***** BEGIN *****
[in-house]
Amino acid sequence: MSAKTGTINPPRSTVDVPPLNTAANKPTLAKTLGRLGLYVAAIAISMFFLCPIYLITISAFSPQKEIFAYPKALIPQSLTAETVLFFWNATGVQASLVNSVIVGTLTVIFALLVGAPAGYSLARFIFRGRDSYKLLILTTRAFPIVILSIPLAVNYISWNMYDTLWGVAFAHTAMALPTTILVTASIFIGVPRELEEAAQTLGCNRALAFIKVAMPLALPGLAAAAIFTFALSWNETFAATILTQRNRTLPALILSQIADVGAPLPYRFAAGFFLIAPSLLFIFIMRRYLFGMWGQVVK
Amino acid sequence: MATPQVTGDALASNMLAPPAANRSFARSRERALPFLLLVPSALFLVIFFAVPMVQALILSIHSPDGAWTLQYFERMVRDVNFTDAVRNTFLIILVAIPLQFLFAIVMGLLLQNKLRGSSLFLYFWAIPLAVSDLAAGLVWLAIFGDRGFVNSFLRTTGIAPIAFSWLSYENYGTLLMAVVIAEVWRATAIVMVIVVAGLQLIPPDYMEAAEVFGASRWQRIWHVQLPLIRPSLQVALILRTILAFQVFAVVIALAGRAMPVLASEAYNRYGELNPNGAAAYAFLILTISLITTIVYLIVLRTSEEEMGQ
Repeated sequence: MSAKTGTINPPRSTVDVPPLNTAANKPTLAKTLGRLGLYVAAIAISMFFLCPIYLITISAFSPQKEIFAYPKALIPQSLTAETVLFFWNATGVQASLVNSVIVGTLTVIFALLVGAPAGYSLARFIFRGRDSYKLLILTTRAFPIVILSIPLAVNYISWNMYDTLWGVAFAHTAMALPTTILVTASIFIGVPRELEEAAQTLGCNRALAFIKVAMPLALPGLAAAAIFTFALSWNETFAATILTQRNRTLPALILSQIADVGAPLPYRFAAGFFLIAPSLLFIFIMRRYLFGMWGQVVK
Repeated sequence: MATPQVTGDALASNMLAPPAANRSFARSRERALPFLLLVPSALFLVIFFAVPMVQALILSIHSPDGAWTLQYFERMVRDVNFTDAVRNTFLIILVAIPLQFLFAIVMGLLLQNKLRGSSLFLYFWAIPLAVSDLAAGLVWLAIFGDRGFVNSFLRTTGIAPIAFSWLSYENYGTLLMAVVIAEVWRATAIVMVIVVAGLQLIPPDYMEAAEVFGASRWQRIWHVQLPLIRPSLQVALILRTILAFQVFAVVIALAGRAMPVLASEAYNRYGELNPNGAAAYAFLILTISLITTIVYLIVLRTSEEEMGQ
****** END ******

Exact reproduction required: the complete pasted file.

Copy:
[in-house]
Amino acid sequence: MSAKTGTINPPRSTVDVPPLNTAANKPTLAKTLGRLGLYVAAIAISMFFLCPIYLITISAFSPQKEIFAYPKALIPQSLTAETVLFFWNATGVQASLVNSVIVGTLTVIFALLVGAPAGYSLARFIFRGRDSYKLLILTTRAFPIVILSIPLAVNYISWNMYDTLWGVAFAHTAMALPTTILVTASIFIGVPRELEEAAQTLGCNRALAFIKVAMPLALPGLAAAAIFTFALSWNETFAATILTQRNRTLPALILSQIADVGAPLPYRFAAGFFLIAPSLLFIFIMRRYLFGMWGQVVK
Amino acid sequence: MATPQVTGDALASNMLAPPAANRSFARSRERALPFLLLVPSALFLVIFFAVPMVQALILSIHSPDGAWTLQYFERMVRDVNFTDAVRNTFLIILVAIPLQFLFAIVMGLLLQNKLRGSSLFLYFWAIPLAVSDLAAGLVWLAIFGDRGFVNSFLRTTGIAPIAFSWLSYENYGTLLMAVVIAEVWRATAIVMVIVVAGLQLIPPDYMEAAEVFGASRWQRIWHVQLPLIRPSLQVALILRTILAFQVFAVVIALAGRAMPVLASEAYNRYGELNPNGAAAYAFLILTISLITTIVYLIVLRTSEEEMGQ
Repeated sequence: MSAKTGTINPPRSTVDVPPLNTAANKPTLAKTLGRLGLYVAAIAISMFFLCPIYLITISAFSPQKEIFAYPKALIPQSLTAETVLFFWNATGVQASLVNSVIVGTLTVIFALLVGAPAGYSLARFIFRGRDSYKLLILTTRAFPIVILSIPLAVNYISWNMYDTLWGVAFAHTAMALPTTILVTASIFIGVPRELEEAAQTLGCNRALAFIKVAMPLALPGLAAAAIFTFALSWNETFAATILTQRNRTLPALILSQIADVGAPLPYRFAAGFFLIAPSLLFIFIMRRYLFGMWGQVVK
Repeated sequence: MATPQVTGDALASNMLAPPAANRSFARSRERALPFLLLVPSALFLVIFFAVPMVQALILSIHSPDGAWTLQYFERMVRDVNFTDAVRNTFLIILVAIPLQFLFAIVMGLLLQNKLRGSSLFLYFWAIPLAVSDLAAGLVWLAIFGDRGFVNSFLRTTGIAPIAFSWLSYENYGTLLMAVVIAEVWRATAIVMVIVVAGLQLIPPDYMEAAEVFGASRWQRIWHVQLPLIRPSLQVALILRTILAFQVFAVVIALAGRAMPVLASEAYNRYGELNPNGAAAYAFLILTISLITTIVYLIVLRTSEEEMGQ